prime importance for urban studies. The recent availability of temporal remotely sensed data helps in detecting
the urban landscape dynamics in relation to urbanization [24]-[26]. The temporal dynamics information aided
with spatial models provides insights in to the urbanization pattern, assuring sustainable regional development
[15] [27] [28]. Such spatial landscape models aids in assessing the spatial structure and composition of urban
footprints which necessitates mapping and monitoring of urban footprint through quantification of paved surface
(built up, roads, etc.) [29].

2. Study Area
The present study is done for Srinagar city which lies between 3359'14''N and 3412'37''N latitude and
7441'06''E and 7457'27''E longitude. The city is located on both sides of the River Jhelum, locally called
Vyeth in Kashmir (Figure 1), spreads between the plains of vale of Kashmir. It represents one of the, ecologically fragile, economically developing, tectonically unstable and densely populated mountain ecosystems on the
planet.
The general relief of the study area is 1580 m above mean sea level. The general terrain is moderate and
represents hill topography. Presently, it is the summer capital of the state of Jammu and Kashmir and has grown
with time and gained primacy in terms of functions associated with politics, administration, commerce, economic development and tourism etc. The population of Srinagar city in 1951 was 255,679 which increased up to
952,324 in 2001, recording a growth of +51.06 per cent. As per 2011 census it has the total population of 1.24
million. With the onset of urbanization, the city witnessed economic changes instigating transformations in its
land use pattern.

3. Data Sets and Methodology


The study is mainly based on secondary sources of data; the data used for the preparation of previous date land
use/land cover of the study area is Landsat MSS of 1980 satellite imagery (Table 1, Figure 2). Similarly, the
land use/land cover for the later date was carried out using IRS-1D LISS III + PAN 2012 merged satellite imagery.

3.1. Processing of Raster Data


Remotely sensed data was geo-referenced, geo-corrected, rectified and cropped pertaining to the study area
(Municipal limits of Srinagar city) in Earth Resource Data Analysis System (ERDAS) Imagine 2014 software.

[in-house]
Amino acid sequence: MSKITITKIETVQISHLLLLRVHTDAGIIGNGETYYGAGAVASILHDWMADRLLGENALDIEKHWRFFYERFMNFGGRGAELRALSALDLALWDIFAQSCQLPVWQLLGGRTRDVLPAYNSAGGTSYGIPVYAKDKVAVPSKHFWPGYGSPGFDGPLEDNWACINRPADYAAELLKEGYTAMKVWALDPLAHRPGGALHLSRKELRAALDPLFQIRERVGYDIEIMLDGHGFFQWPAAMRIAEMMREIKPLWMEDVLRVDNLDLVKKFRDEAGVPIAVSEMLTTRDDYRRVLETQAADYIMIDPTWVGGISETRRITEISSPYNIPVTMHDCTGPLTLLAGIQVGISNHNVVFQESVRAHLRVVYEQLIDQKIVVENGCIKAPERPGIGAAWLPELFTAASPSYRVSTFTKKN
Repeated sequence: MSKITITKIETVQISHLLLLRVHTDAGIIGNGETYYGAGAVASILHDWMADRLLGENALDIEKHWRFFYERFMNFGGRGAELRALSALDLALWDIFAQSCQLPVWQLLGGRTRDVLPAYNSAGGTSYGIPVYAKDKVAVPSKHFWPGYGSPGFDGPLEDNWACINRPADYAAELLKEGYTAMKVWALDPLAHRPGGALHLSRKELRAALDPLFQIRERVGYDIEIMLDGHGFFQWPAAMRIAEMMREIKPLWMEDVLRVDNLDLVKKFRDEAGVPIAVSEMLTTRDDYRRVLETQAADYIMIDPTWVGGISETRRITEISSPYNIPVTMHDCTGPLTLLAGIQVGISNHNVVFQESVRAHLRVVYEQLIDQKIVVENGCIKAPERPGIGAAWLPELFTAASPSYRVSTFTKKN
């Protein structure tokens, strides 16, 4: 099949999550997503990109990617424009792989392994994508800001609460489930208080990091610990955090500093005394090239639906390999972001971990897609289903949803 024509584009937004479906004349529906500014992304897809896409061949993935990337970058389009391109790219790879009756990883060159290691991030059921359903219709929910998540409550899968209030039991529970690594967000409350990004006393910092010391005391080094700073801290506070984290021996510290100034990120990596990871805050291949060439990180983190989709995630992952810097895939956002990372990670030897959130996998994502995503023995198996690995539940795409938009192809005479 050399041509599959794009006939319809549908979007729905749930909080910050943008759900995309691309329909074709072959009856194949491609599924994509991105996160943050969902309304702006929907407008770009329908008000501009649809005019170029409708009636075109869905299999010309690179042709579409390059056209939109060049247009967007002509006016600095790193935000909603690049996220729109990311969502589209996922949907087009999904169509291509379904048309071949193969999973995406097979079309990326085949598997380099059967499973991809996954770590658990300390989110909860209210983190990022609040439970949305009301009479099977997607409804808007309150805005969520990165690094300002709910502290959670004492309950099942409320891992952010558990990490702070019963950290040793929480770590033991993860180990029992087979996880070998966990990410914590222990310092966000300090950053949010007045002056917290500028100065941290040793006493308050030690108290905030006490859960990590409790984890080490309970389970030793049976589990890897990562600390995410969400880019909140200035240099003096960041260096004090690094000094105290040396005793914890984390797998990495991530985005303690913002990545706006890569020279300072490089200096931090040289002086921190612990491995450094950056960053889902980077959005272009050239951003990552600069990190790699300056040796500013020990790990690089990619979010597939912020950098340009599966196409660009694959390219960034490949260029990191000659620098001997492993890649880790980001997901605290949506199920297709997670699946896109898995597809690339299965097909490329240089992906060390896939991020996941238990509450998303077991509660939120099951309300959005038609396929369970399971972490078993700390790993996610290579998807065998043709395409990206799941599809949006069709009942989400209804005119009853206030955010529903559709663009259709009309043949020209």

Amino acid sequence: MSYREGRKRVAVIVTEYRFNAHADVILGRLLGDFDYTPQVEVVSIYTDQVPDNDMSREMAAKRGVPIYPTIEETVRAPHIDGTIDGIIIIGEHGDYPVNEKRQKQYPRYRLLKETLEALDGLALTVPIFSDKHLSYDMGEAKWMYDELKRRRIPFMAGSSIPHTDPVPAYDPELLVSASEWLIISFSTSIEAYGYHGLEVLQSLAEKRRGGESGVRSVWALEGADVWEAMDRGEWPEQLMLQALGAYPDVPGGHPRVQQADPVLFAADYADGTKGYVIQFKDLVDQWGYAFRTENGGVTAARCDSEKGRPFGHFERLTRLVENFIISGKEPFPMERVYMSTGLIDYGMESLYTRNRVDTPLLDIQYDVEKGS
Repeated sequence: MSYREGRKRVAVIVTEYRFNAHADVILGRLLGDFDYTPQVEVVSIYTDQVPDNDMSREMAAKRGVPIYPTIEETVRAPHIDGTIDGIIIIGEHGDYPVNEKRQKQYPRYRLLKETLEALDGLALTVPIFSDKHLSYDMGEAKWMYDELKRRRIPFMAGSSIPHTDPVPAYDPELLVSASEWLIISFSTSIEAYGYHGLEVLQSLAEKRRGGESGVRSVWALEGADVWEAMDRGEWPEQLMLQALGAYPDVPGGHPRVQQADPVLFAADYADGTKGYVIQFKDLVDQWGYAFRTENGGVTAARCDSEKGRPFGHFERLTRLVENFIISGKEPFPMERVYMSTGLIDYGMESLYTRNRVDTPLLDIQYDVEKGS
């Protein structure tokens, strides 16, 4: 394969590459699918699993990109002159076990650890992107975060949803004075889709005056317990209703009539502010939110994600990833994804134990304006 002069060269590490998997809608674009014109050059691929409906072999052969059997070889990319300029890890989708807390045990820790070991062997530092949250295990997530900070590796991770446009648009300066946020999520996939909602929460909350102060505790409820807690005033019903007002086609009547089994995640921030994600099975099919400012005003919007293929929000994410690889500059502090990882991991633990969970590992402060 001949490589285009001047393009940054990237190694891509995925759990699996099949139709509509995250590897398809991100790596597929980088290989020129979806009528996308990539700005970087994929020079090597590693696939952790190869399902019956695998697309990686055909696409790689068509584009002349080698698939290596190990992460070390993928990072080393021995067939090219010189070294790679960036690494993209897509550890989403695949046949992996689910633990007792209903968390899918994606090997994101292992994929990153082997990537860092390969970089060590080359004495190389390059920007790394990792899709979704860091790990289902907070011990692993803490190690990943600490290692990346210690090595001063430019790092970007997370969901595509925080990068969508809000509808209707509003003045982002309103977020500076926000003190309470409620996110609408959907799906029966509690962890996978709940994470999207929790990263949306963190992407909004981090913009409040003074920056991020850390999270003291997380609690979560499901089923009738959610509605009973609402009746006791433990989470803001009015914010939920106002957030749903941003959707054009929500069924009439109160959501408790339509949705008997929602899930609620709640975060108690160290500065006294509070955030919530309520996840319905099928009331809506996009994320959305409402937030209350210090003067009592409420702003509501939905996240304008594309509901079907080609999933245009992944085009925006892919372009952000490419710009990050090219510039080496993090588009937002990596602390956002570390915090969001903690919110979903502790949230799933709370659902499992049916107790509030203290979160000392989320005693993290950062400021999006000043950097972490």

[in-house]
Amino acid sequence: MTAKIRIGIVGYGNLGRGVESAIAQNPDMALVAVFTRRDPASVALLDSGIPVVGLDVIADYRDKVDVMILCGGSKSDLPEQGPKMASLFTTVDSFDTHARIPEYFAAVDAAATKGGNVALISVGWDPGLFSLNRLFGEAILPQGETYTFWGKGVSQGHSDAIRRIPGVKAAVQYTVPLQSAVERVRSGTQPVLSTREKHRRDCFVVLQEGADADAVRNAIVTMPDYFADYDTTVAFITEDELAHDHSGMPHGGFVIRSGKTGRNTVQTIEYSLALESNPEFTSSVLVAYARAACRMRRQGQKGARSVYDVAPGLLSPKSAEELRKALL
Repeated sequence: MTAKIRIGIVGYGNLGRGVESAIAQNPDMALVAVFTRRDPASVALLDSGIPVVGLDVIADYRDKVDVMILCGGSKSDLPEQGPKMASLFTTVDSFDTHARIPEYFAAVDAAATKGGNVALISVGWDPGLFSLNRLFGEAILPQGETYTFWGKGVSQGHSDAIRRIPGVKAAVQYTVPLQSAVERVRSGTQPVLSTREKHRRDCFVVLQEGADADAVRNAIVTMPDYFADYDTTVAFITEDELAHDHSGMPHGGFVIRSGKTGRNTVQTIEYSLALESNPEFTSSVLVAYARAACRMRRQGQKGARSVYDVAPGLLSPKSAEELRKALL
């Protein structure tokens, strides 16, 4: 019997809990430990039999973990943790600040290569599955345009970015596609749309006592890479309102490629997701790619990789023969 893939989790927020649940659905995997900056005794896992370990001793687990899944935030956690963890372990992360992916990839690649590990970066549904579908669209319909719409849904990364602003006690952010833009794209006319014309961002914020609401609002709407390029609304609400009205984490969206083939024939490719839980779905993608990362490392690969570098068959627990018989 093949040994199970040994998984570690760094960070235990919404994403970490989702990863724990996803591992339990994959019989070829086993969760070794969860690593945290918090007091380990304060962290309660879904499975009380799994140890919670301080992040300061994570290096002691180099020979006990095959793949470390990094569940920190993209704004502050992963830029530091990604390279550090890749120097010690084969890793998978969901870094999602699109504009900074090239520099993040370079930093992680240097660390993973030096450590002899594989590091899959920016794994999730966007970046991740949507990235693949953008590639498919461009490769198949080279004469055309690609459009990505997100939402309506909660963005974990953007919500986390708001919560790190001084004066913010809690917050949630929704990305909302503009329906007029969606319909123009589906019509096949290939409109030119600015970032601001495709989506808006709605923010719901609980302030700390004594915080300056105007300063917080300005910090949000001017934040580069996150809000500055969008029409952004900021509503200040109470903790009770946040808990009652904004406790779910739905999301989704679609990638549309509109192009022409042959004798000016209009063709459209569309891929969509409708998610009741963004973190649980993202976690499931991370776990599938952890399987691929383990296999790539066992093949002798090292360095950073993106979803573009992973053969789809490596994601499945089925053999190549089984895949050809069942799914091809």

Geo-registration of remote sensing data (LANDSAT MSS of 1980 and IRS-1D LISS III + PAN 2012) was done
using ground control points collected from the field with the help of pre calibrated GPS (Global Positioning
System) and known points from geo-referenced topographic maps published by the Survey of India. Image-toimage registration has been performed to bring the entire image in the same geometry using Universal Transverse Mercator (UTM) as its projection and WGS 84 as its datum with sub-pixel accuracy. Satellite imagery was
stacked into different bands to produce a false color composite. The data pertained to the month of October

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Figure 1. Location map of study area.


Table 1. Details of satellite data used in the study.
Date of pass

Wave length
width in m/band

02-10-1980

0.5 - 0.6
0.6 - 0.7
0.7 - 0.8
0.8 - 1.1
10.41 - 12.6

57.5

185

Land use and land


cover mapping

92/46

10-10-2012

0.52 - 0.59
0.62 - 0.68
0.77 - 0.86
1.55 - 1.70

23.5

142

Land use and land


cover mapping

IRS-1D
PAN

92/46

10-10-2012

0.5 - 0.75

5.8

70

Land use and land


cover mapping

Survey of India (SOI)


toposheets of 1:50,000
and 1:250,000 scales

--

--

--

--

--

To generate boundary
and Base layer maps

Field visit datacaptured using GPS

--

--

--

--

--

For geo-correcting and


generating validation
dataset

S. No.

Data used

LANDSAT MSS
of 1980

IRS-1D
LISS-III

Path/row

92/46

213

Spatial resolution
Swath (km)
(meters)

Purpose

A. Amin, S. Fazal

Figure 2. Methodology for evaluating urban landscape.

which corresponds to Kharif season.

3.2. Processing of Vector Data


These images were digitized in GIS environment using ArcGIS 10 software in the form of polygons representing different land use land cover categories. Reference to legacy data and other ancillary information has been
used for precise interpretation of land use classes and delineation of the same. Land use/cover classification was
based on National Remote Sensing Center (NRSC) classification (Level 1). The maps were put to further processing like area estimation, map composition and output generation. The data was classified into 9 land use/land